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There Is No Substitute For Face To Face Learning: Or Is There?

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Conference

2002 Annual Conference

Location

Montreal, Canada

Publication Date

June 16, 2002

Start Date

June 16, 2002

End Date

June 19, 2002

ISSN

2153-5965

Conference Session

Web Education: Delivery and Evaluation

Page Count

8

Page Numbers

7.1202.1 - 7.1202.8

DOI

10.18260/1-2--10275

Permanent URL

https://peer.asee.org/10275

Download Count

245

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Paper Authors

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Tim Diemer

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Rob Wolter

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Cliff Goodwin

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Abstract
NOTE: The first page of text has been automatically extracted and included below in lieu of an abstract

Main Menu Session 2420

There Is No Substitute For Face-to-Face Learning: Or Is There?

Tim Diemer, Robert Wolter, Cliff Goodwin

Purdue University School of Engineering and Technology/IUPUI

In spring of 2000, the Department of Organizational Leadership and Supervision (Purdue School of Engineering and Technology, Indiana University Purdue University Indianapolis) offered students the option to take a sophomore level survey course fully online. The course, titled "Human Behavior in Organizations," was also offered in traditional, classroom-based sections. The challenge the authors faced as instructors went beyond the usual tasks of presenting content online. The plan was to organize students into learning groups within a "virtual classroom" (VC) and provide them with the same sort of structured learning experiences that characterize the methodology used in traditional sections of the same class. Although individual lesson plans were changed substantially to fit the online format, the intention was to retain the methodology of group discussion and group problem solving.

A primary objective of this course is the formation of productive, cohesive, learning groups. The content of "Human Behavior in Organizations" includes extensive study of the behavior of groups within organizations. In classroom-based sections of this course, instructors require students to form learning groups that remain stable over the semester. The groups are given structured exercises to encourage them to interact with textbook 5 content. Instructors also assign learning projects that require cooperation within the classroom groups over several class sessions. The intention is to provide an intense experience in group interaction so that students can examine textbook concepts about group process in the context of their own experience in the classroom groups. Can the same experiential approach to teaching group dynamics be applied successfully to a "virtual classroom"? The authors believe that their VC groups have shown that it can.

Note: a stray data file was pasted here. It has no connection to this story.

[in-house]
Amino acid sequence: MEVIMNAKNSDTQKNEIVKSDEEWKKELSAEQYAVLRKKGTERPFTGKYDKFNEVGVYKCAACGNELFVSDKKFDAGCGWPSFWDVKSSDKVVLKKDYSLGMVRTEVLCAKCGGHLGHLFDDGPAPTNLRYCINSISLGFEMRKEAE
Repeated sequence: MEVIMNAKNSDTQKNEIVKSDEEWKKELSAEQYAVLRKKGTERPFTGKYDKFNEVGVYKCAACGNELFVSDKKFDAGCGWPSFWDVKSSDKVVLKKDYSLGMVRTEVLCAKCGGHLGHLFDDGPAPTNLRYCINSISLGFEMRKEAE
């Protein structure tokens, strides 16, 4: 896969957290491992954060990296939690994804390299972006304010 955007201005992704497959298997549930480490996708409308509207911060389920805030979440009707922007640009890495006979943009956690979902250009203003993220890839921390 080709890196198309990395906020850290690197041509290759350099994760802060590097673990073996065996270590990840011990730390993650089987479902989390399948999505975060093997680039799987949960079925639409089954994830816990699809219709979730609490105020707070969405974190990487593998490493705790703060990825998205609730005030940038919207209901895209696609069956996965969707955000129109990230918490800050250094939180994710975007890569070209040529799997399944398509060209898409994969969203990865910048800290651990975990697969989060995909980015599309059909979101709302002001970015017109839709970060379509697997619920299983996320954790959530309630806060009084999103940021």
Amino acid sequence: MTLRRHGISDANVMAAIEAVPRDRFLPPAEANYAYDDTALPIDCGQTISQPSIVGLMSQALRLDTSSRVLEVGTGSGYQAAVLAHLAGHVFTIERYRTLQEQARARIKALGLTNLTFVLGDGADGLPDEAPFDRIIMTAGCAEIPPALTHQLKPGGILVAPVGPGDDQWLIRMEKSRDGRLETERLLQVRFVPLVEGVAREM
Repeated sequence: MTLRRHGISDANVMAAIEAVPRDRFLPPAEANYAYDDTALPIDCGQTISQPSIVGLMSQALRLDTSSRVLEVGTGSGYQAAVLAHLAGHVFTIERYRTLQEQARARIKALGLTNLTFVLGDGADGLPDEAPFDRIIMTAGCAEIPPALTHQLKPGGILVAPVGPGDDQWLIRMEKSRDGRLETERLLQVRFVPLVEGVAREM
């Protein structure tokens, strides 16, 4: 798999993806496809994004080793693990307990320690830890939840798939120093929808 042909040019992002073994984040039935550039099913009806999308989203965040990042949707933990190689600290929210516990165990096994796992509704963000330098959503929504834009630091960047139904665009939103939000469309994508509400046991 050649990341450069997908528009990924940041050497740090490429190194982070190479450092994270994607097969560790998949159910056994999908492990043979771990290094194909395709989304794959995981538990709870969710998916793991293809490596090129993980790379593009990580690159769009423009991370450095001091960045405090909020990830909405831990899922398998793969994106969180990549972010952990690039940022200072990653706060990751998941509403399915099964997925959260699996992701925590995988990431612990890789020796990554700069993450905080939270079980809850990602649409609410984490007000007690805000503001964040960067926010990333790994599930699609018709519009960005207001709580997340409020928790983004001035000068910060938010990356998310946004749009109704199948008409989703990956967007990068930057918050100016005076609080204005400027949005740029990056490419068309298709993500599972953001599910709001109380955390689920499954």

ABET requires that engineering graduates learn effective team skills. The information in this article will interest professors who desire to teach team dynamic skills within the context of one of their existing courses. Most programs do not have the flexibility to offer a team dynamic course and integrating team experiences into existing classes seems the most likely approach.

Format of Instructional Delivery

The VC sections of "Human Behavior in Organizations" included both synchronous and asynchronous instructional modes. Software developed by Indiana University at the Indianapolis campus provided the necessary interface for both modes.

Synchronous Mode

Proceedings of the 2002 American Society for Engineering Education Annual Conference & Exposition Copyright © 2002, American Society for Engineering Education

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Diemer, T., & Wolter, R., & Goodwin, C. (2002, June), There Is No Substitute For Face To Face Learning: Or Is There? Paper presented at 2002 Annual Conference, Montreal, Canada. 10.18260/1-2--10275

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